Tailgating (Not keeping a distance of three seconds from the vehicle in front of you)
Adjusting radio dial
Eating or drinking
Spring has arrived in Florida and many people will be traveling by bicycle. Bicycling is a healthy and inexpensive way to commute. Unfortunately, there are far too many bicycle accidents in Florida. An accident that may cause minor damage to a car or truck can cause extensive damage to a bicycle and serious injuries to the rider. Florida's roads can be very congested and contain many fast moving vehicles. Bicyclists need to use extreme caution and follow the same rules of the road as drivers. Drivers also need to be extra careful and always watch for bicyclists. A bicyclist involved in an accident with a motor vehicle can face serious even catastrophic injuries. Types of injuries from a Florida bicycle accident can include:
Traumatic brain injuries
Spinal Cord Injuries
Catastrophic injuries can be life threatening and life altering and they usually require rehabilitative treatment, long term extensive medical care, nursing care and personal assistance for a long time after the accident or incident that caused the injuries. A person who has suffered a catastrophic injury will probably face a loss of employability, loss of quality of life and may have to depend on others for many basic needs. A permanent disability will not only affect the injured victim, but the victim's family as well.
U.S. Traffic fatalities increased in 2012 reversing a five year downward trend. An estimated 25,580 people were killed in motor vehicle accidents in the first nine months of 2012 according to the National Highway Traffic and Safety Administration (NHTSA). The increase in traffic accidents has occurred on interstates, state roads and city streets across the United States. Traffic accident fatalities increased by about 7.1 % compared to 2011. The number of vehicle miles traveled also increased by about 14.2 billion miles during the first nine months of 2012, an increase of approximately 0.6%. The Automobile Association of America (AAA) has pointed to data suggesting that the increase in traffic fatalities may be due to warmer than average weather which in turn led to more vehicle miles traveled which led to the increase in accidents.
The National Highway Traffic & Safety Administration (NHTSA) is proposing that hybrid and electric vehicles meet minimum sound standards to minimize pedestrian accidents in accordance with the Pedestrian Safety Enhancement Act of 2010. Because hybrid and electric cars are so quiet, their approach is difficult to detect for many pedestrians, especially the hearing impaired. This has led to an increase in pedestrian accidents. The proposal would allow manufacturers of hybrid and electric vehicles to design different sounds for different makes and models of vehicles when operating below 18 miles per hour. When operating at such low speeds, hybrid and electric vehicles can't be heard over other street noises. The Pedestrian Safety Enhancement Act of 2010 provides: "performance requirements for an alert sound that allows blind and other pedestrians to reasonably detect a nearby electric or hybrid vehicle operating below the cross-over speed."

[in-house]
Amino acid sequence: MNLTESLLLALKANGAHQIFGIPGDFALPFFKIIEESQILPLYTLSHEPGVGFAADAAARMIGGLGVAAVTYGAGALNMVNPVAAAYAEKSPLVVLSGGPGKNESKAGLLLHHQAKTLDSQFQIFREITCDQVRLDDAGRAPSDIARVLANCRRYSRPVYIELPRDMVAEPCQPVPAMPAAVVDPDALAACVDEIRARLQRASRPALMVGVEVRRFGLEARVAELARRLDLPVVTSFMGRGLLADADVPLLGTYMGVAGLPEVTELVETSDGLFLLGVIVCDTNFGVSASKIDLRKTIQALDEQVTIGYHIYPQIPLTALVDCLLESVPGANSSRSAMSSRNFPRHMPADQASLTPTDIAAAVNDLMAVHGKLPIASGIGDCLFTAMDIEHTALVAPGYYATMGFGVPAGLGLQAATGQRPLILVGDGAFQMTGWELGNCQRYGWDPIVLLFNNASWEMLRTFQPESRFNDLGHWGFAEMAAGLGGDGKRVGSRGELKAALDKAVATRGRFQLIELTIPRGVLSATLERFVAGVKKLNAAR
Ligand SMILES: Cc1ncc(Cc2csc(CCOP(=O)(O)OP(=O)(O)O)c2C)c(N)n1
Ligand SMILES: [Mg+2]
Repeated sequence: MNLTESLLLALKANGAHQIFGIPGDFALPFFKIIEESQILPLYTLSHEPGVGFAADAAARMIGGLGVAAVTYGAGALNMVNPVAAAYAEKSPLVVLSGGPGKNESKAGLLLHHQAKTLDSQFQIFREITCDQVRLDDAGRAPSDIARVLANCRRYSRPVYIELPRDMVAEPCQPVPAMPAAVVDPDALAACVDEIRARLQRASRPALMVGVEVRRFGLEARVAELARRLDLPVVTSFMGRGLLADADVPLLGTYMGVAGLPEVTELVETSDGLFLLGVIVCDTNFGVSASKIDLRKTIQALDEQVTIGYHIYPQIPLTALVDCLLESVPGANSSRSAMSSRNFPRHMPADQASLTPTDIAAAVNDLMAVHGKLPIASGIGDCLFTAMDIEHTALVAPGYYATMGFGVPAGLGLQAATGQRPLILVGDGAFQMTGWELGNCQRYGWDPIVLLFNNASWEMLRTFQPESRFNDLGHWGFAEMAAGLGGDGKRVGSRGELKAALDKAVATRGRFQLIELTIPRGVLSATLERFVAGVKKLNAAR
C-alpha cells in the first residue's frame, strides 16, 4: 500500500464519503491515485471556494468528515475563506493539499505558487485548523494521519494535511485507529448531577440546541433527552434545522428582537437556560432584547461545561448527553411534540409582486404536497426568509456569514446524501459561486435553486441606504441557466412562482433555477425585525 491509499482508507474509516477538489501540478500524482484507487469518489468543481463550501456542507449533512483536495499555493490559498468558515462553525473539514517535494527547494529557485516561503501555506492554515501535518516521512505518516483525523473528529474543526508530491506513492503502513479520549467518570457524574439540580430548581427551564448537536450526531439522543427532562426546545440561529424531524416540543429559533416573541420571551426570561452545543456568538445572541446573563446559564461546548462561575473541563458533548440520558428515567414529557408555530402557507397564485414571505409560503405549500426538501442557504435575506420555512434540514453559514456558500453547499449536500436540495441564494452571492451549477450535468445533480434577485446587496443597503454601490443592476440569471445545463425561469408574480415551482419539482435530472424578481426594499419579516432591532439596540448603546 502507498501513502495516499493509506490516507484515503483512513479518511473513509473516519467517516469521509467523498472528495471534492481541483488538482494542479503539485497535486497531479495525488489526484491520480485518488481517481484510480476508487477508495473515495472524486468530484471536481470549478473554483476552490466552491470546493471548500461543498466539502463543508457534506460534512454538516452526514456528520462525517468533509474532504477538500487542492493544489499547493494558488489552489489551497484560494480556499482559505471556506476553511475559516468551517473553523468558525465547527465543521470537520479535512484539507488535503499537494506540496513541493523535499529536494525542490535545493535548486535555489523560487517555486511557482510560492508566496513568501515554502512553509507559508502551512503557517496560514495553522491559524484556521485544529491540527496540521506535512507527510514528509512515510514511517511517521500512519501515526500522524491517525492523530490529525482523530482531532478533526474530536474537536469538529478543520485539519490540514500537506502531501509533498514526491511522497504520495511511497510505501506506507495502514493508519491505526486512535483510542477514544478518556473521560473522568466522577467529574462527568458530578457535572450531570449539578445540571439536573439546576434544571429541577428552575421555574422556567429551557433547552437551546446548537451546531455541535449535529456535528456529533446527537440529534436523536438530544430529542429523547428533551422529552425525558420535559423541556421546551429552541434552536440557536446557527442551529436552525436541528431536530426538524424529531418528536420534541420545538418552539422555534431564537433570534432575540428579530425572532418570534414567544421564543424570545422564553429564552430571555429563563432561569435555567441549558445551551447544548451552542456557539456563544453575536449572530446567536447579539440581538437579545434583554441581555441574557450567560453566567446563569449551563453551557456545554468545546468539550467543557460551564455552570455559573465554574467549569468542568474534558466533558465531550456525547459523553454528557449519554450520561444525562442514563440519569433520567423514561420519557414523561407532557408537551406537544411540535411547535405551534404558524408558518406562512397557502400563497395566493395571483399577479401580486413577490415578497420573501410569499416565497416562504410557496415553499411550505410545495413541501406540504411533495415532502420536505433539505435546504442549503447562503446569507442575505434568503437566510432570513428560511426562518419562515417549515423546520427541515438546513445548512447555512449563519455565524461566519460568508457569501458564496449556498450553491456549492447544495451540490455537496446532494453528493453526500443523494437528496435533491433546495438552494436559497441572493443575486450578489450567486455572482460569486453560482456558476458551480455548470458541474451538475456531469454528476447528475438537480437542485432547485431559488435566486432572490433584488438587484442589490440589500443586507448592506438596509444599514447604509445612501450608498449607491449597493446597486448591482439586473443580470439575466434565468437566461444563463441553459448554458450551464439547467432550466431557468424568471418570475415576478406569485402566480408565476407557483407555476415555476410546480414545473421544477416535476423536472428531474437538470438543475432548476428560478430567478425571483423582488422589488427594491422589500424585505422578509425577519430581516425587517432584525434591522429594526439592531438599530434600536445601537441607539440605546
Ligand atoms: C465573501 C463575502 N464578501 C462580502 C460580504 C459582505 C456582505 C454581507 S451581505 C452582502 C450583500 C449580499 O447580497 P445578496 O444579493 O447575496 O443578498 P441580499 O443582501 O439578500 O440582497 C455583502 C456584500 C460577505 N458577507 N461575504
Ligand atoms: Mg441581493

A Florida House Economic Affairs Committee recently voted 10-8 for HB 4011 which would eliminate the use of red light cameras and the $158 fines on motorists who are caught running red lights. Last year, the state collected $51 million from the fines. Some of the money went to general revenue and some went to trauma and brain and spinal cord injury centers. There are arguments on both sides of this issue. Opponents of the cameras, who are sponsoring the repeal, insist that the cameras are big government invasions of privacy, while proponents of the cameras truly believe that they prevent red light running intersection accidents. Following are some arguments for and against red light cameras.
Proponents of Red Light Cameras
Many police officers and other first responders are in favor of the red light cameras and insist that they do discourage red light running. Some agencies in the state have reported a reduction in intersection accidents as well as a reduction in violations since the installation of the cameras. A report by the Florida Department of Highway Safety and Motor Vehicles found that accidents decreased at intersections with red light cameras. The study was based on a survey of 73 local governments that have active red light cameras and found that accidents, including angle crashes and rear-end crashes decreased from July 1, 2011 through June 30, 2012. 44% of police departments reported a reduction in side impact (T-bone) collisions, a 41% reduction in rear-end accidents and 56% reduction in intersection accidents where red light cameras were operating.
Opponents of Red Light Cameras
Last year, the state of Florida issued almost 1 million citations for red light runners at intersections where the cameras were installed. Some opponents of the cameras believe that low income communities are unfairly targeted and that it's unfair for vehicle owners (who get their tickets in the mail) and who may not be the driver that ran the red light. Many opponents insist that the red light camera violations are big government intrusions into the private lives of citizens, while others insist that the law is strictly revenue driven.
Sarasota and Bradenton Personal Injury Attorneys
If you have been injured due to the negligence of a red light runner, please contact the law firm of MORGAN ■ DRAMIS, P.A. at (941) 953-4555. We will work to obtain the best possible compensation on your behalf for your medical bills, lost wages and pain and suffering. Call us to schedule a free consultation.
Up until this point, Florida has been one of only eleven states that has done nothing regarding the dangerous practice of texting while driving. The Senate Transportation Committee unanimously approved a bill sponsored by Nancy Detert, R-Venice that would make texting while driving a secondary offense. A police officer would have to have a primary reason for pulling a driver over and if the driver is found to be texting at the time, the driver would face a fine of $60 plus court costs.